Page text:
# A question about constructing confidence interval when variance is unknown

When variance is unknown, and sample size is big enough, we will use sample variance and t-distribution as substitutes when we are constructing a confidence interval for population mean. But when we are constructing confidence intervals for population proportion (for example the p in Bernouli(p)), we will simply use sample variance without subsitituting the normal distribution with t distribution. Why should we do this? Shouldn't proportion be a special case of mean? So why don't we use t-distribution when we are constructing CI for bernouli distribution?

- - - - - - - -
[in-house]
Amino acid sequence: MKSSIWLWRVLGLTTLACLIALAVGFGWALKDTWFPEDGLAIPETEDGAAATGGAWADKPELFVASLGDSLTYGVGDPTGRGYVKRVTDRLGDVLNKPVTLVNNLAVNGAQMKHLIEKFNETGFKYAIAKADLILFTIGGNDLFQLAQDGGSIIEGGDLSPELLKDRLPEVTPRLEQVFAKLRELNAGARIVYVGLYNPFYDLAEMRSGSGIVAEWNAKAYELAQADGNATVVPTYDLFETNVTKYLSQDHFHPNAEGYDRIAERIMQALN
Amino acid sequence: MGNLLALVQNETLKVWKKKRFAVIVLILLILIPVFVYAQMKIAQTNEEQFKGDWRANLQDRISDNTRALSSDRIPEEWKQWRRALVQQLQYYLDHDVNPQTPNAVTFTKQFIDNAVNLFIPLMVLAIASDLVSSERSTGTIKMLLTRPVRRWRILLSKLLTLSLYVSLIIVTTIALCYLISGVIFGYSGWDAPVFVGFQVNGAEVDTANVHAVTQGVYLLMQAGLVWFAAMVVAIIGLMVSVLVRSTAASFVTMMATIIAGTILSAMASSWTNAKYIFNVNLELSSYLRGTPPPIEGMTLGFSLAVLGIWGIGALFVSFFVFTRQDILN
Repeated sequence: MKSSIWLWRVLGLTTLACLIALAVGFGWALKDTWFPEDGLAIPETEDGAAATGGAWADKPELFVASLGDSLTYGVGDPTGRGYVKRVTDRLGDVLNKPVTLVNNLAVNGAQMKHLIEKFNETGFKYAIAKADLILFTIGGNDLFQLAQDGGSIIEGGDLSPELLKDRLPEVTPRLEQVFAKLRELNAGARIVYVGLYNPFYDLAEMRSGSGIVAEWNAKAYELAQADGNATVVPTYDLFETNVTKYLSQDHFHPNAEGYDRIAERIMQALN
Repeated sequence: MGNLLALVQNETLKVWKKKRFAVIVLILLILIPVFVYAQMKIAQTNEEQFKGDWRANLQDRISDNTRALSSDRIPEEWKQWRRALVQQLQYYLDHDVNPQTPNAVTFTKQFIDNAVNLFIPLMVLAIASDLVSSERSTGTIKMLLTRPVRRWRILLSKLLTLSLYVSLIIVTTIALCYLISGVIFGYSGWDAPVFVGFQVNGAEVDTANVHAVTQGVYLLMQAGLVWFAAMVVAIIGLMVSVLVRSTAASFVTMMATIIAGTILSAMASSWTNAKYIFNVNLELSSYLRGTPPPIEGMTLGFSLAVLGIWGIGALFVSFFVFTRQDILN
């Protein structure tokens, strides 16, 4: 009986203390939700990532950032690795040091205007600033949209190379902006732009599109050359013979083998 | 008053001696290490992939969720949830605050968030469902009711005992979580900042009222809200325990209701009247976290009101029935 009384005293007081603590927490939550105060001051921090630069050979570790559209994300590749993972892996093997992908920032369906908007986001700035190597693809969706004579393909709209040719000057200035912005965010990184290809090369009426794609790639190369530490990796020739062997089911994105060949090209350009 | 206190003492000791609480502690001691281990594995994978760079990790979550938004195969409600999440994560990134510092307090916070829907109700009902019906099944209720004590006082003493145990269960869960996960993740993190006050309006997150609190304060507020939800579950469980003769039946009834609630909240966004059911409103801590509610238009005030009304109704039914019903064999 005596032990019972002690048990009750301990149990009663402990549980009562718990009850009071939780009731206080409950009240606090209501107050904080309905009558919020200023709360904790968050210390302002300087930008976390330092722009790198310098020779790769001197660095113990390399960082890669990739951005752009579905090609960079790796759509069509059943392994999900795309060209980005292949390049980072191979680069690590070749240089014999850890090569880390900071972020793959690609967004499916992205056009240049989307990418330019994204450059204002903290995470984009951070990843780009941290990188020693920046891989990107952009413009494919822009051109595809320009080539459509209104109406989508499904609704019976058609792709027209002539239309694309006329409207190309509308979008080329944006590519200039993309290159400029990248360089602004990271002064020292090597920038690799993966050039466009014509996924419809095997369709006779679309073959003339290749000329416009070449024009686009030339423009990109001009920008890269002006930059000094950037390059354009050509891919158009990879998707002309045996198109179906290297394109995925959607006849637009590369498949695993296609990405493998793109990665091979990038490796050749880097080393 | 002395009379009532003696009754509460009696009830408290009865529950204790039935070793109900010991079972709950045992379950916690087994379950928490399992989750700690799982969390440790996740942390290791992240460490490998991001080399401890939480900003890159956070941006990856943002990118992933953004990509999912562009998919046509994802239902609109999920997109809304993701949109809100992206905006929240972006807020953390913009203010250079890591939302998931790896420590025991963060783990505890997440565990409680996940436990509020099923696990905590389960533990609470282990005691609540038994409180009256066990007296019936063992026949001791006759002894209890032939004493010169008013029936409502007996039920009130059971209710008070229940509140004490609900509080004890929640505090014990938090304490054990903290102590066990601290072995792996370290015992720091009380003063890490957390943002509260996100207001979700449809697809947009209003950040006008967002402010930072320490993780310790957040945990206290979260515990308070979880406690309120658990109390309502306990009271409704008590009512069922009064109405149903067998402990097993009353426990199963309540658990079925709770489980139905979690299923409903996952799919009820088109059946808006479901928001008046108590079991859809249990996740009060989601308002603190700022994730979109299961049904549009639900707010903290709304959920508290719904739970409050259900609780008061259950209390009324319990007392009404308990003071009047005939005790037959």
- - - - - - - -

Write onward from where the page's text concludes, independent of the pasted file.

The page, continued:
## 1 Answer

The t-distribution is used when there are two unknown population parameters, the mean and the variance, which in our case is $p$ and $p(1-p)$, respectively.

A Bernoulli Random Variable only really has one parameter to estimate. If we know $p$, which is considered the population mean, then we know the variance since this is just $p(1-p)$. The sample proportion $\hat{p}$ gives us estimates of both the mean and variance.